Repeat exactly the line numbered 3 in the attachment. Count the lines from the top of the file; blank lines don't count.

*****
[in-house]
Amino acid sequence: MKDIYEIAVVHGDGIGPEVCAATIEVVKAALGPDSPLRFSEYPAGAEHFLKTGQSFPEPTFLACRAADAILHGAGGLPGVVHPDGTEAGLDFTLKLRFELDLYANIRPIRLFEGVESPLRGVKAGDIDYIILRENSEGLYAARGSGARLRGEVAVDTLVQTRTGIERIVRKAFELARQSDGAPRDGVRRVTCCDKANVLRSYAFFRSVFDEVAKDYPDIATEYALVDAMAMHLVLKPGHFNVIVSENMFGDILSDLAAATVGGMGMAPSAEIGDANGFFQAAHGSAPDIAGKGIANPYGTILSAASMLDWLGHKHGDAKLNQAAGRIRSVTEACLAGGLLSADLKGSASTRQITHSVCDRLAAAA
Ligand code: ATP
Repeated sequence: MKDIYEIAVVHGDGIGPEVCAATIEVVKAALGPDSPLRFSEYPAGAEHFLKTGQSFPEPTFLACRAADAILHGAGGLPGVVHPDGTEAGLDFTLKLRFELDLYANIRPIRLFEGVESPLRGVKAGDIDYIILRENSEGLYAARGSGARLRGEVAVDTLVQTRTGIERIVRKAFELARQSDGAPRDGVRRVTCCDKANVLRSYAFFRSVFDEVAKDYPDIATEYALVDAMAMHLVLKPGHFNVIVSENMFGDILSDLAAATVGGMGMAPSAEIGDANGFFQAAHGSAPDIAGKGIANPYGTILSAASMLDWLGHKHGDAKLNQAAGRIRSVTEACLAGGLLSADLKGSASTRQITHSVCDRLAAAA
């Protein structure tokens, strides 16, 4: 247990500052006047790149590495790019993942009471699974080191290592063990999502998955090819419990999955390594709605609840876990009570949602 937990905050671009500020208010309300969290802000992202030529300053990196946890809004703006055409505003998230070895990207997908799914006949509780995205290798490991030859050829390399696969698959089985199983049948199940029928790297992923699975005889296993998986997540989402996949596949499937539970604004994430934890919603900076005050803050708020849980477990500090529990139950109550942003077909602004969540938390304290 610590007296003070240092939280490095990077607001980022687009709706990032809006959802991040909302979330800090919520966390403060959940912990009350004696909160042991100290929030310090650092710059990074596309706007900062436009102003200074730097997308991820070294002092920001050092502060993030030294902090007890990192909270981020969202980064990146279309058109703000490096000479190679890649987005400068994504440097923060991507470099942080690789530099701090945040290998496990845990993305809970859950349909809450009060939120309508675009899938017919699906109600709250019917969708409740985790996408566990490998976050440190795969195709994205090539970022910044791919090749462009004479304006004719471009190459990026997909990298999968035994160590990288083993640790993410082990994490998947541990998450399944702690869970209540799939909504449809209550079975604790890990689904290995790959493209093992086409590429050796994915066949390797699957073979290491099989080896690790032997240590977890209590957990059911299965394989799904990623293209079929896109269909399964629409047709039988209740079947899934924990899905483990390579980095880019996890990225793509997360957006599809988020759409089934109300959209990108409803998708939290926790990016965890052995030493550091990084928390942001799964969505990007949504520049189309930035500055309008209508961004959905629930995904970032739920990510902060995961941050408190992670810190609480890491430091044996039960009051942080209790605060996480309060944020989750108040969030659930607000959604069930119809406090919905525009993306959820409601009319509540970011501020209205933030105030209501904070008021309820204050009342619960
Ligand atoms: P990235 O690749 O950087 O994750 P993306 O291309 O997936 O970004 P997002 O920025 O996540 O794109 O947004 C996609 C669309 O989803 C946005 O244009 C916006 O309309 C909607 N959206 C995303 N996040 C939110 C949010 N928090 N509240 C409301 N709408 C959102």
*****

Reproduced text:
Ligand code: ATP